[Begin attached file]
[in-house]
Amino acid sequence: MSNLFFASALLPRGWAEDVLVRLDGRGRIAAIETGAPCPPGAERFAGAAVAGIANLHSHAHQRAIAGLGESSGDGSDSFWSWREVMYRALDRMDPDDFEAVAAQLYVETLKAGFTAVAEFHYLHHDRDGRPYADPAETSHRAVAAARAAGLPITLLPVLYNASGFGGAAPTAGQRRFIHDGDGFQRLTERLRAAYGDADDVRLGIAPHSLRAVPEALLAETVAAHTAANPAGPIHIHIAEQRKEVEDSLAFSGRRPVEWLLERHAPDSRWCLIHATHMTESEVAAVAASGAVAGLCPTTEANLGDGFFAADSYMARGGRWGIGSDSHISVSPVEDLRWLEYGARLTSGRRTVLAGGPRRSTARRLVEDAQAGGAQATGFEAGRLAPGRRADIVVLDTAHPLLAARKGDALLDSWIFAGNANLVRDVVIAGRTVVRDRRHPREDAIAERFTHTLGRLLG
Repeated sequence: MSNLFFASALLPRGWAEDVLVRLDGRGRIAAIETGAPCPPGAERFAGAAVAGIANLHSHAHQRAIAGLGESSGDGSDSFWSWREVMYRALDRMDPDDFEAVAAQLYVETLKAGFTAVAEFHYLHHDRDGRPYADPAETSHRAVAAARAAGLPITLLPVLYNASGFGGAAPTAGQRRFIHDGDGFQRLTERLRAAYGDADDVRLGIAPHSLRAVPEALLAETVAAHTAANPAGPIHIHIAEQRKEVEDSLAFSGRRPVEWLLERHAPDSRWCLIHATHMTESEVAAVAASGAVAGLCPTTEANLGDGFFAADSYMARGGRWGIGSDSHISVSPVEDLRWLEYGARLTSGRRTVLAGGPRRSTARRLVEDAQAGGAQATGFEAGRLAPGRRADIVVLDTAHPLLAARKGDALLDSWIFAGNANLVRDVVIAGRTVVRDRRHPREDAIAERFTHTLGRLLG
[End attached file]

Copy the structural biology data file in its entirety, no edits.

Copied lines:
[in-house]
Amino acid sequence: MSNLFFASALLPRGWAEDVLVRLDGRGRIAAIETGAPCPPGAERFAGAAVAGIANLHSHAHQRAIAGLGESSGDGSDSFWSWREVMYRALDRMDPDDFEAVAAQLYVETLKAGFTAVAEFHYLHHDRDGRPYADPAETSHRAVAAARAAGLPITLLPVLYNASGFGGAAPTAGQRRFIHDGDGFQRLTERLRAAYGDADDVRLGIAPHSLRAVPEALLAETVAAHTAANPAGPIHIHIAEQRKEVEDSLAFSGRRPVEWLLERHAPDSRWCLIHATHMTESEVAAVAASGAVAGLCPTTEANLGDGFFAADSYMARGGRWGIGSDSHISVSPVEDLRWLEYGARLTSGRRTVLAGGPRRSTARRLVEDAQAGGAQATGFEAGRLAPGRRADIVVLDTAHPLLAARKGDALLDSWIFAGNANLVRDVVIAGRTVVRDRRHPREDAIAERFTHTLGRLLG
Repeated sequence: MSNLFFASALLPRGWAEDVLVRLDGRGRIAAIETGAPCPPGAERFAGAAVAGIANLHSHAHQRAIAGLGESSGDGSDSFWSWREVMYRALDRMDPDDFEAVAAQLYVETLKAGFTAVAEFHYLHHDRDGRPYADPAETSHRAVAAARAAGLPITLLPVLYNASGFGGAAPTAGQRRFIHDGDGFQRLTERLRAAYGDADDVRLGIAPHSLRAVPEALLAETVAAHTAANPAGPIHIHIAEQRKEVEDSLAFSGRRPVEWLLERHAPDSRWCLIHATHMTESEVAAVAASGAVAGLCPTTEANLGDGFFAADSYMARGGRWGIGSDSHISVSPVEDLRWLEYGARLTSGRRTVLAGGPRRSTARRLVEDAQAGGAQATGFEAGRLAPGRRADIVVLDTAHPLLAARKGDALLDSWIFAGNANLVRDVVIAGRTVVRDRRHPREDAIAERFTHTLGRLLG